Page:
The death of Cecil the lion has generated an unprecedented global conversation around sport hunting. Beneath the media coverage of this incident is the muted subtext of Zimbabwe’s tourism and corruption; the coloniality of the safari experience and the irony in the name of the ‘famous’ lion, which could have been possibly a celebration of the conquering millionnaire colonialist Cecil John Rhodes whose influence still lingers in the country he once named after himself.
The details of the lion’s death have outraged nature enthusiasts and conservationists around the world who are troubled by wealthy big game hunters like Walter Plamer who pay tens of thousands of dollars for licenses to kill protected animals for trophies and sport.
Many Zimbabweans have expressed ignorance of #CeciltheLion even though he died in their backyard. Their first encounter with him has been on social media. It is not surprising. The only time I have been to Hwange National Park, Cecil’s former home, was as a schoolboy. I have never been since. My primary school annually organised trips for upper grades to selected touristy places around the country. For my year, it was the Hwange National Park and the majestic Victoria Falls. It was exciting to board the ZUPCO bus for a week away from home in our first attempt at going for a safari experience.
Safari and wildlife is not typically how the majority of black Zimbabweans holiday. Most people live below the poverty datum line and never get to travel around their own country in their lifetimes. The absurdity of Cecil’s death is that not far from the national park where he was callously murdered in a 40 hour ordeal, his predatory cousins have been terrorising villagers and their livestock. This human-animal conflict, a huge concern, in Matebeleland North has just been hushed up from Cecil’s narrative. There is no denying that he was a beautiful specimen whose death has provoked necessary debate and discussion.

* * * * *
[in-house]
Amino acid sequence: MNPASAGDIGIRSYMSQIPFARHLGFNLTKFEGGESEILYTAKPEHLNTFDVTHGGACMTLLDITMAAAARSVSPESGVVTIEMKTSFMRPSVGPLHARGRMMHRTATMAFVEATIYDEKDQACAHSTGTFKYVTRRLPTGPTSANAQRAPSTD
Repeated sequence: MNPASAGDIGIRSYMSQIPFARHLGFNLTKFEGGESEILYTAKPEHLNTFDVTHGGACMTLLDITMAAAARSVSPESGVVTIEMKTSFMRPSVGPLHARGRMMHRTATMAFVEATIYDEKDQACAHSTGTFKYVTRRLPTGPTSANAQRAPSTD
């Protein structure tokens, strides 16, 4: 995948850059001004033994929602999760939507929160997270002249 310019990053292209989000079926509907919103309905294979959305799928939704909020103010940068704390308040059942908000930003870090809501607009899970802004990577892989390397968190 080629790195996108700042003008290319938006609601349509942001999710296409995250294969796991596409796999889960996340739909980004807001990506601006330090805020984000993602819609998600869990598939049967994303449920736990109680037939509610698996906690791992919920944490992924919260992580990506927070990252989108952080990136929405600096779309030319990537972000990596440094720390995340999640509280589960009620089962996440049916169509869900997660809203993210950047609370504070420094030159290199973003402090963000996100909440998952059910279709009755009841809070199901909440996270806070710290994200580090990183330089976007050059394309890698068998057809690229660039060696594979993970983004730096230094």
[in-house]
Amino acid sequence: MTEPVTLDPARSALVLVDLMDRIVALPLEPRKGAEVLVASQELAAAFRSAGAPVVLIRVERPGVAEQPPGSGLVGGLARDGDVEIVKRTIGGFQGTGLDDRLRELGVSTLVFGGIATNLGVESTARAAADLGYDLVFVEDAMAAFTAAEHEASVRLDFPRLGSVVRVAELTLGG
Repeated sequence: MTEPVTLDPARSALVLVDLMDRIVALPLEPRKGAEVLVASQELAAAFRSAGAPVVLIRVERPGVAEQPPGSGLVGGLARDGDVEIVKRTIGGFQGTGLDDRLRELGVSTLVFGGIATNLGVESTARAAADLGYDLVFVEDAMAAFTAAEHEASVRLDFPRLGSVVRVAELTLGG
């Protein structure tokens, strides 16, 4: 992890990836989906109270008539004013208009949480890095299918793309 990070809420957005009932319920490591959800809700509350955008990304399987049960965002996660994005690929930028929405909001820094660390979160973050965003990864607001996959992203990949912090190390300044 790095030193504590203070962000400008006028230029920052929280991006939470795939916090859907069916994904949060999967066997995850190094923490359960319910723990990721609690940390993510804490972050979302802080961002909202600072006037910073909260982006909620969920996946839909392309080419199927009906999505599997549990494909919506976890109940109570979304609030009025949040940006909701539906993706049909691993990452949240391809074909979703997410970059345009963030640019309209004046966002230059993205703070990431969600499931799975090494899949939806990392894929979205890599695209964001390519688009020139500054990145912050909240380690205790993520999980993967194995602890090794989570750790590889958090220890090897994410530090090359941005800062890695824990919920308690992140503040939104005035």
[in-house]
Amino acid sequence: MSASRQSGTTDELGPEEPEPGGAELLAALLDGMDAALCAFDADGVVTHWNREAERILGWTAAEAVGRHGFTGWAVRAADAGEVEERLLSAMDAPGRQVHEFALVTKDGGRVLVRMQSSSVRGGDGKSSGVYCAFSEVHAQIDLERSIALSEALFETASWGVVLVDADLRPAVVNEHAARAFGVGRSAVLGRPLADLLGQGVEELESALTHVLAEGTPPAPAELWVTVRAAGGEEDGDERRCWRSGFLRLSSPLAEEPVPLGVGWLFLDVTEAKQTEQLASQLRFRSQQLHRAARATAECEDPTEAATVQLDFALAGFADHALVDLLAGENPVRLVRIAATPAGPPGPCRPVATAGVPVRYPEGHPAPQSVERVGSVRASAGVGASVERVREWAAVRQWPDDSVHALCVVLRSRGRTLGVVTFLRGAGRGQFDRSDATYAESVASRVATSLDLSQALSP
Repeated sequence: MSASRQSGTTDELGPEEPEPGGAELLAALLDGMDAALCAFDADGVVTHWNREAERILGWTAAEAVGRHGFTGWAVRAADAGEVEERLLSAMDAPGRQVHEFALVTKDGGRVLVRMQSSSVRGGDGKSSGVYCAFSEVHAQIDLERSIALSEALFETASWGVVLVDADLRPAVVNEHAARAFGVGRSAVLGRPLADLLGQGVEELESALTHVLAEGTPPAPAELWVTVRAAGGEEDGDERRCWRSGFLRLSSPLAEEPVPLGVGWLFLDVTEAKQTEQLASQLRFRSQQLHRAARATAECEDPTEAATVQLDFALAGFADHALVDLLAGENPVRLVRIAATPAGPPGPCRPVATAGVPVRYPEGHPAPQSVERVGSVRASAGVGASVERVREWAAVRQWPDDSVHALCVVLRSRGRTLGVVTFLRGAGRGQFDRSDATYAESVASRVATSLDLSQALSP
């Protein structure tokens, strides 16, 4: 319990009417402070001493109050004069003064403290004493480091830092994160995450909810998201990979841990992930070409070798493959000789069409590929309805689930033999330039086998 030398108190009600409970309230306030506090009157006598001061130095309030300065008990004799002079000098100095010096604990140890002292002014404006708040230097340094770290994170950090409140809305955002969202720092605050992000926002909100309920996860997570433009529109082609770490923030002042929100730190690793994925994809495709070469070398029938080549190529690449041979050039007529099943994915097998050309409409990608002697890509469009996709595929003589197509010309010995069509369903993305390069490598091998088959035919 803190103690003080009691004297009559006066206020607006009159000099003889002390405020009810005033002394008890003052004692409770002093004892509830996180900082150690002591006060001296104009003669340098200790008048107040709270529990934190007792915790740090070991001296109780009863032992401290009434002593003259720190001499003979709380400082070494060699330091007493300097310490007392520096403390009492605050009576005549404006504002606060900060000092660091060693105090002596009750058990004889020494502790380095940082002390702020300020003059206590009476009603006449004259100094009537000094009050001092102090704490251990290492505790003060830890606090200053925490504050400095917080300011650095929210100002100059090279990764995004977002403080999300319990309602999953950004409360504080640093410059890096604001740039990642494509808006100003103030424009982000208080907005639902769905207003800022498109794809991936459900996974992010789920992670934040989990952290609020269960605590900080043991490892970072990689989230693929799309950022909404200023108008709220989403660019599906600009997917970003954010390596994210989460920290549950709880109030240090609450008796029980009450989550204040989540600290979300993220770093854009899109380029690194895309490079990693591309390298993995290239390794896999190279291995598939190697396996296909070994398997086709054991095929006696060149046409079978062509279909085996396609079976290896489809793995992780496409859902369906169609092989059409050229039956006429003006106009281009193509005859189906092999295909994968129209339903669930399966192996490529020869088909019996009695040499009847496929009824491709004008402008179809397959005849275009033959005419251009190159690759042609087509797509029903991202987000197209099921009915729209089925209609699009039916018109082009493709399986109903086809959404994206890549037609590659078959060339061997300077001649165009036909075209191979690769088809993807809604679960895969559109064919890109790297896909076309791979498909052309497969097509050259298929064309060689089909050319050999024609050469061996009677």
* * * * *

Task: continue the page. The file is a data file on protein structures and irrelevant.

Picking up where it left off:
For Walter Palmer to be able to kill Cecil, it required an elaborate scheme, that involved local professional hunters whom he is alleged to have paid at least $55 000. Cecil was lured out of the park with a dead animal tied to a vehicle and then shot with a crossbow but did not die as he managed to drag himself away. He was found 40 hours later and finally put out of his misery with a gun.
Ideally legal trophy hunting is supposed to raise money for conservation efforts, according to some international treaties. But corruption often siphons off the funds as is suspected in this case. There has been widespread concern about increasing illegal hunting of wildlife in most conservation areas in Zimbabwe.
For Palmer, a successful career dentist in America, his extracurricular activities may have just blacklisted him in the jury of public opinion. Photographs of him with big game he has killed in the past confirmed his sport and became viral talking points. Whether he does sport hunting to boost his ego or as a status symbol, his latest exploit may have just damaged his public reputation.
The reaction of the world is proof that trophy hunting is controversial, especially in the face of endangered species going extinct. An estimated 200 000 lions used to roam across Africa but now there are less than 30 000, and they are now considered highly vulnerable. It seems Cecil’s legacy in death has been to highlight the plight of his kind.
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